As the United States contemplates extending vaccination eligibility to include children aged 5 to 11, trial results show that children’s doses of Pfizer’s COVID-19 vaccine are safe and almost 90% effective in preventing symptom infections. As long as government authorities give the injections the go light, the first children in line might be protected against the virus by the Christmas season if injections begin as early as November.
Pfizer Asserts That The COVID Vaccine Is 90% Effective In Children
The results will be discussed in front of a live audience next week by FDA experts. CDC will have the last say on who gets injections and how frequently if the government eventually approves injections. CDC will make the final decision. Full-strength Vaccines from Pfizer have already been licensed for individuals over the age of 12. Still, doctors and many parents are anxiously waiting for protection for the younger children to stem the development of the extra-contagious delta form and keep them in school.
More than 25,000 doctors and primary care providers have already signed up for immunizations to reach youngsters. In the US, there are around 28 million children aged 5-11, so to distinguish them from adult immunization, the Biden administration has purchased enough kid-size doses in special orange-capped bottles. As soon as the vaccine is authorized, millions of doses will be distributed around the country, along with child-sized injection needles.
After two injections, three weeks apart, of placebo followed by a low-dose vaccine, a Pfizer experiment tracked 2,268 children in that age range. It was decided to give teens and adults one-third of the dose. Using data from 16 children who got dummy doses and three children who received the low-dose immunization, researchers estimated that low-dose vaccination was 91% effective against the COVID-19 infection. It was shown that youngsters who received immunizations had considerably fewer symptoms than those who had not received vaccines.
Low-dose vaccinations for early children also produced coronavirus-fighting antibodies equivalent to those in adolescents and young adults who had standard immunization strengths. Having this data on hand is crucial, given the spike in hospitalizations of predominantly unvaccinated children that occurred last month. Although the number of delta mutant cases rose sharply between June and September, the CDC reported earlier this week that Pfizer vaccinations prevented hospitalizations among 12- to 18-year-olds 93% of the time despite the surge in cases.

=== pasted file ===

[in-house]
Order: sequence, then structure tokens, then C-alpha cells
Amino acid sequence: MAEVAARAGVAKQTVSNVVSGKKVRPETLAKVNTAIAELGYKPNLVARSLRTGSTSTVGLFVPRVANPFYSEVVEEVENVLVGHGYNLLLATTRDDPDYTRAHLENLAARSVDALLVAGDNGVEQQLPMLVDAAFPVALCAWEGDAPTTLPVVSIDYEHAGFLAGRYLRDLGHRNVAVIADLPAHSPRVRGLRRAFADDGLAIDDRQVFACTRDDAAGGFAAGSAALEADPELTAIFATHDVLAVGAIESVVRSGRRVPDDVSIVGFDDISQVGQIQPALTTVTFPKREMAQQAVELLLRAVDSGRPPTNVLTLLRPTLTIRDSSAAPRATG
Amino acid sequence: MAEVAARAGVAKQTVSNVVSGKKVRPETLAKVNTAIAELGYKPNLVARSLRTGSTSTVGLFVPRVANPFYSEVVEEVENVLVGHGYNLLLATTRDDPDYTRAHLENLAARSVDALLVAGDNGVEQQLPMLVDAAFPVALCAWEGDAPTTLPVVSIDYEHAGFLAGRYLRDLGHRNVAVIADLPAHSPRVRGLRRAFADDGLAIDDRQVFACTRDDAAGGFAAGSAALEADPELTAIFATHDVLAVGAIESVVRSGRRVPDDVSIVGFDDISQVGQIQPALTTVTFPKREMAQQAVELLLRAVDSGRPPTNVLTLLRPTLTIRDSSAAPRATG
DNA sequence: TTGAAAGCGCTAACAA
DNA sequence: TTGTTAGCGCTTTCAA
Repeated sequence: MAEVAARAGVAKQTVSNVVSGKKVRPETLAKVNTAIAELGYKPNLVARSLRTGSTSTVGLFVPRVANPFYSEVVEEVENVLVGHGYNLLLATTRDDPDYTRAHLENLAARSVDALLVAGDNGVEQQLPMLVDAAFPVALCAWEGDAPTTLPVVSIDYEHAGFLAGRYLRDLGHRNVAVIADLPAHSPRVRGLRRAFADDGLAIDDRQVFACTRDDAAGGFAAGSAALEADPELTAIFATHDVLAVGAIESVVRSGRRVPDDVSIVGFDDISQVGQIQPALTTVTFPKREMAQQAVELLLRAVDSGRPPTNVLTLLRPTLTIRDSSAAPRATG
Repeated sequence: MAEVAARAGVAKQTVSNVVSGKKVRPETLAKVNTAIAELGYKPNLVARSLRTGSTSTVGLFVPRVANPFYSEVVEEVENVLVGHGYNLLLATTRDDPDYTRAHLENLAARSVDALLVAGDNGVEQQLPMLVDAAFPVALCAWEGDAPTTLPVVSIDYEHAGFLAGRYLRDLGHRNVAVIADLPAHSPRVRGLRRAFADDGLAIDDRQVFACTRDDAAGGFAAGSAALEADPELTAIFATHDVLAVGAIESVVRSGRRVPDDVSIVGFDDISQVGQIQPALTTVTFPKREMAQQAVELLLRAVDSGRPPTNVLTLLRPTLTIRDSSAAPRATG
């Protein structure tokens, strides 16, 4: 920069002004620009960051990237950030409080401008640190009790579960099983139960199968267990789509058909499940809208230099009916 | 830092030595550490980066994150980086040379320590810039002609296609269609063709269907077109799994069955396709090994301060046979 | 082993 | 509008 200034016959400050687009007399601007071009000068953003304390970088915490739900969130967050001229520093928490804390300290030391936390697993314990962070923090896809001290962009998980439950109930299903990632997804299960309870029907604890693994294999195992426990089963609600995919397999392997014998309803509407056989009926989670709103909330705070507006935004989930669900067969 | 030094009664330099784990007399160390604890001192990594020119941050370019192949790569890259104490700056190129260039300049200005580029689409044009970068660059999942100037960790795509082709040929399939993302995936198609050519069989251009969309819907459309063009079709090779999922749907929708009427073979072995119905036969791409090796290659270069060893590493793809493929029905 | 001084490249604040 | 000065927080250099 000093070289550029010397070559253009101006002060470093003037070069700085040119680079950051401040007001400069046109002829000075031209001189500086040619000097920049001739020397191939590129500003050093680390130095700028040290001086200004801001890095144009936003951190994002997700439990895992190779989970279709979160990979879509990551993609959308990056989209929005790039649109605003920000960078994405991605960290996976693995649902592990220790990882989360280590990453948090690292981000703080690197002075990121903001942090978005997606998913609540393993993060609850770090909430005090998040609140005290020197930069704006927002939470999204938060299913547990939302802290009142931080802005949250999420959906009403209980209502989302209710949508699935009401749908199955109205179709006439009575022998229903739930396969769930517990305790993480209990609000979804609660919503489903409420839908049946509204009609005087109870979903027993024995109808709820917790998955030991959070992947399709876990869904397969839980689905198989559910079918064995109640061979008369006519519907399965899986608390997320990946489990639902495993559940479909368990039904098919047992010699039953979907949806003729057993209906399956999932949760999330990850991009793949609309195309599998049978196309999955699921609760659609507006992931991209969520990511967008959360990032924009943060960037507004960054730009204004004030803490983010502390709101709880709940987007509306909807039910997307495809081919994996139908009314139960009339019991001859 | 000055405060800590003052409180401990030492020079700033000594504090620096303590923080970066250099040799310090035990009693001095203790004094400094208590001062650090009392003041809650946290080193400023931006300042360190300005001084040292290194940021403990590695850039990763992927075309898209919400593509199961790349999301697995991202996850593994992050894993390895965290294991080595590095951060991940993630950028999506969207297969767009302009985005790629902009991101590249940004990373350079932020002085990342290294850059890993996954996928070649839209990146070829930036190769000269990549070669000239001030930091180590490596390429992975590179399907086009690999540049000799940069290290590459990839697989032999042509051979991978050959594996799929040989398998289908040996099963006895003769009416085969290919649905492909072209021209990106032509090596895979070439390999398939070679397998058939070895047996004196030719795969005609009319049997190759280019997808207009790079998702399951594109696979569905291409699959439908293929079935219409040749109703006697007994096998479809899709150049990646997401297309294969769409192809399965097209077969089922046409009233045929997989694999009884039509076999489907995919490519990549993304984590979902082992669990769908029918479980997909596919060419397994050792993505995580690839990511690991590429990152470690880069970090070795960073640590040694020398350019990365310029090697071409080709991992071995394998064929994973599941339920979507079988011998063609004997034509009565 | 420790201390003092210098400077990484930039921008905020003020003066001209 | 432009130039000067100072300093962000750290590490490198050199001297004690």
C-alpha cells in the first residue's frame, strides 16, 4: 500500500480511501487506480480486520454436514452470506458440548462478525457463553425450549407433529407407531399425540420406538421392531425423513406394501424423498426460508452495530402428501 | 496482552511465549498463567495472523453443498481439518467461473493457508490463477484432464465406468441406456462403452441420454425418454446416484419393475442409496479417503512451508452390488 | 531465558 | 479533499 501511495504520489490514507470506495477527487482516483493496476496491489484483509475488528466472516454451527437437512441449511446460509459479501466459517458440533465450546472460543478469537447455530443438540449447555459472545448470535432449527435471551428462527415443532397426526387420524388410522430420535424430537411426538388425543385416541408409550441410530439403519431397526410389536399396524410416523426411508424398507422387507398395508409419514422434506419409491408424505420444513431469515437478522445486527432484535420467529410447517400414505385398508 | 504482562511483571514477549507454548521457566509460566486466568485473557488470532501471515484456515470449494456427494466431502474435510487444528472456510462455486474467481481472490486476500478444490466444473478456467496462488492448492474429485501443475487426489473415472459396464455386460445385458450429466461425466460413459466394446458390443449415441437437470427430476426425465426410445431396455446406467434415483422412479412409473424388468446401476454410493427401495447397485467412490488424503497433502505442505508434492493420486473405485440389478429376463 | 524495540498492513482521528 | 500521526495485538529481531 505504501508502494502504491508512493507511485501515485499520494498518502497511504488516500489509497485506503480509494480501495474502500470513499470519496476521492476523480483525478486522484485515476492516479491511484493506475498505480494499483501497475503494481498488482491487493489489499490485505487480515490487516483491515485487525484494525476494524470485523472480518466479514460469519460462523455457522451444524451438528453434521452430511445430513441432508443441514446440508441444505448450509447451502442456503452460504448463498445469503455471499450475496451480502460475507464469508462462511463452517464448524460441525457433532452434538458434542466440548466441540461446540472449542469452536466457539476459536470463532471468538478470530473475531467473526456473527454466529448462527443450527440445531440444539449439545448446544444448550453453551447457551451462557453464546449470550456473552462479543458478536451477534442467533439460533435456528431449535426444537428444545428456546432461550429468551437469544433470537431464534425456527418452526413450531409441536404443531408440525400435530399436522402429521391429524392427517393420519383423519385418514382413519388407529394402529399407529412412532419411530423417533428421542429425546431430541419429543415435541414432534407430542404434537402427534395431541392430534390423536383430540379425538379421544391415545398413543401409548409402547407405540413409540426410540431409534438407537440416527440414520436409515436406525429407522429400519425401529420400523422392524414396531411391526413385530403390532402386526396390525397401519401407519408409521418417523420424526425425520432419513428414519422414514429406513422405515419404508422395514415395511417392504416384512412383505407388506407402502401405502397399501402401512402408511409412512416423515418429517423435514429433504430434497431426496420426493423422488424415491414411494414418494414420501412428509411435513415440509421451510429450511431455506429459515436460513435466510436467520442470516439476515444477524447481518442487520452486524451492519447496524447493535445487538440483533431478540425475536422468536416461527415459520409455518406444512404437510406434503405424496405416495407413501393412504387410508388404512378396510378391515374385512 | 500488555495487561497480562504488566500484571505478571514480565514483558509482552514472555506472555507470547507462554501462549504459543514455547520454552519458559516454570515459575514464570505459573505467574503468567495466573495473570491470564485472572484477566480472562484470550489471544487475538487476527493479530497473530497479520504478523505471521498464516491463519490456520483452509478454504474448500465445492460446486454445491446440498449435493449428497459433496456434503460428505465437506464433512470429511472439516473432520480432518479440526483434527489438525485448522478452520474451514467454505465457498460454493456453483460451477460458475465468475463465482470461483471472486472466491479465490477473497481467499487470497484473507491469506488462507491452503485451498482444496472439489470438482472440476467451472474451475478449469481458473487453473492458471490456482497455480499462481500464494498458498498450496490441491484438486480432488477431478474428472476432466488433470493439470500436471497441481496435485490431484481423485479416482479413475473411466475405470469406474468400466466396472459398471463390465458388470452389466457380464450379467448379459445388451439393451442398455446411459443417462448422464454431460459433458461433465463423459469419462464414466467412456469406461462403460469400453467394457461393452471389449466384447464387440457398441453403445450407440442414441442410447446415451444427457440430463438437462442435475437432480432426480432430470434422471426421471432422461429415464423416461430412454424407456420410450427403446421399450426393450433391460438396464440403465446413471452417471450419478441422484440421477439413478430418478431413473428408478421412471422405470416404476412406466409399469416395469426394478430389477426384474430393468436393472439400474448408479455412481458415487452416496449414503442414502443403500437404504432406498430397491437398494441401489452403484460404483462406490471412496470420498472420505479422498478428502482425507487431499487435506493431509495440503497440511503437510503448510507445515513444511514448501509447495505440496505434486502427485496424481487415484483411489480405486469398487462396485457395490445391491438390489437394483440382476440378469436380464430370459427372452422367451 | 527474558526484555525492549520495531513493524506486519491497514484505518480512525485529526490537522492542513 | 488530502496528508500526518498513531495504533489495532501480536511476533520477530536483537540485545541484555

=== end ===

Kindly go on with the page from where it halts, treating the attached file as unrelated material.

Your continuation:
It was shown that low-dose injections given by Pfizer to young children did not cause any harm and that the adverse effects were temporary and equivalent to or less severe than those experienced by teenagers. Even with a larger sample, the researchers were unable to detect any unexpected side effects, such as an increase in heart inflammation, which may occur after the second dose and is most often found in young men.
Even though children have a lower risk of serious illness or death than adults, the Centers for Disease Control and Prevention report that COVID-19 has claimed the lives of more than 630 Americans aged 18 and under. Around 6.2 million children have been infected with the coronavirus, and more than 1.1 million have been infected in the preceding six weeks as the incidence of the delta mutant has increased.
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